As the Vikings wait for a collective bargaining agreement to get done -- don't hold your breath -- and prepare for free agency, the team still doesn't know if guys like Ray Edwards and Sidney Rice will be unrestricted free agents.
What the Vikings do know is they have eight players who are certain to hit unrestricted free agency. The list includes quarterbacks Brett Favre and Patrick Ramsey; nose tackle Pat Williams; linebacker Ben Leber; wide receiver Greg Lewis; kicker Ryan Longwell; and cornerbacks Lito Sheppard and Frank Walker.
Not all of these decisions figure to be all that difficult. A quick look at what the Vikings might do once the free agency period begins.
Favre: Has announced he will retire after 20 seasons. Even if he did want to play again, the Vikings aren't interested in keeping him.
Williams: This one could be interesting. Many expect the 38-year-old to sign elsewhere, but there is a chance the Vikings could push to keep him. Considered a leader in the locker room, coach Leslie Frazier might see the value in having Williams remain on the roster. Meanwhile, Rick Spielman, the Vikings vice president of player personnel, could want to get younger at the nose tackle spot. Keep in mind, it's expected that Frazier and Spielman will be able to make these decisions together with both of them having equal authority.
Leber: This is another interesting one because, again, Frazier likely sees Leber as a valuable member of the defense. The issue here might come down to salary for the nine-year veteran. Strong-side linebacker Chad Greenway will make around $10 million on a one-year deal after signing his franchise tag, and middle linebacker E.J. Henderson is due to make $4.7 million in base salary next season in the final year of his contract. It's very possible another team could offer Leber a deal that the Vikings would not be willing to match.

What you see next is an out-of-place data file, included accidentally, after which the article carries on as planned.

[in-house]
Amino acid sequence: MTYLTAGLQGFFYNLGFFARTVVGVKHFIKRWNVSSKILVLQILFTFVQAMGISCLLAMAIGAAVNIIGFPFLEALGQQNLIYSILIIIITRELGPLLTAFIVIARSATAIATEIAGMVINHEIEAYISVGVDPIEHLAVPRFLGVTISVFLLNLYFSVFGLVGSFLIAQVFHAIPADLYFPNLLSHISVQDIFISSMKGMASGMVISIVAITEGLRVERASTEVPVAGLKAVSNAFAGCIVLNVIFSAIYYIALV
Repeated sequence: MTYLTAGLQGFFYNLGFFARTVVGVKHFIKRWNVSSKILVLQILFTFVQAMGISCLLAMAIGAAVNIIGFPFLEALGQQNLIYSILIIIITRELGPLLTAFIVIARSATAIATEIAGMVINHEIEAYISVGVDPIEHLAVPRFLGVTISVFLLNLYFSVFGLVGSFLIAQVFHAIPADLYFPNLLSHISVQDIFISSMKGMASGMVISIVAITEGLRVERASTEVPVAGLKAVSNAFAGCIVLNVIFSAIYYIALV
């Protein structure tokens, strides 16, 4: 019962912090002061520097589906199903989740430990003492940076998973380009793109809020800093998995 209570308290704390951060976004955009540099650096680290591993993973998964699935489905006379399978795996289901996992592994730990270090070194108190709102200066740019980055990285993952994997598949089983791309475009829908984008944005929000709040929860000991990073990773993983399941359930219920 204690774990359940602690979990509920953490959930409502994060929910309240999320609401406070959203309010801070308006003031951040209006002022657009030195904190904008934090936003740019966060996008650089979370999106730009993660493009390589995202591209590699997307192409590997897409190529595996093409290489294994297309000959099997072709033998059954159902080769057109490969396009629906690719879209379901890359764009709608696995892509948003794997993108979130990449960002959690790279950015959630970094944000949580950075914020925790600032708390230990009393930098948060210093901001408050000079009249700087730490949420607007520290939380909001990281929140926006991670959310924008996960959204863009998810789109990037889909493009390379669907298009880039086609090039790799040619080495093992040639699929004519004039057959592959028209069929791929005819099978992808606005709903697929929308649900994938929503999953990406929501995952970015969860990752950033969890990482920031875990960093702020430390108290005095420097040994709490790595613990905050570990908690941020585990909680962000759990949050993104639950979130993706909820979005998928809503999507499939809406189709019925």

Lewis: Brought in by former coach Brad Childress, there appears almost no way that Lewis will return. He always will be remembered for his outstanding last-second, game-winning catch of a Brett Favre pass in the back of the end zone in 2009 against San Francisco, but replacing him won't be difficult.
Longwell: His kickoffs might not have been the deepest, but he has been Mr. Reliable when it comes to field goals and extra points. It had gotten to the point where the organization and its fans could take for granted that Longwell would deliver. Last season, he was 17 of 18 on field-goal attempts and 30 of 31 on extra points. The Vikings might be tempted to go cheaper at this position -- Longwell made $1.5 million in base salary last season -- but the first time Longwell's younger and cheaper replacement misses a key kick, many will question why the veteran wasn't brought back.
Ramsey: Signed near the end of last season to provide another quarterback on the roster, Ramsey won't return.
Sheppard: Signed to a one-year deal for a base salary of $1.3 million in 2010, it seems unlikely that the Vikings will put much of a priority on keeping Sheppard. He never seemed satisfied with his role and yet when given an opportunity he struggled at times. If Sheppard goes to another team in 2011, it will be his third team in as many seasons.
Walker: Signed off the street last season, Walker could be brought back for depth purposes. The Vikings certainly learned last season that a team can never have enough depth at cornerback -- that Benny Sapp trade didn't end up looking so good when injuries hit -- and Walker knows the system. His base salary was only $755,000, so keeping him would not be a big investment and he would simply battle for a spot in training camp.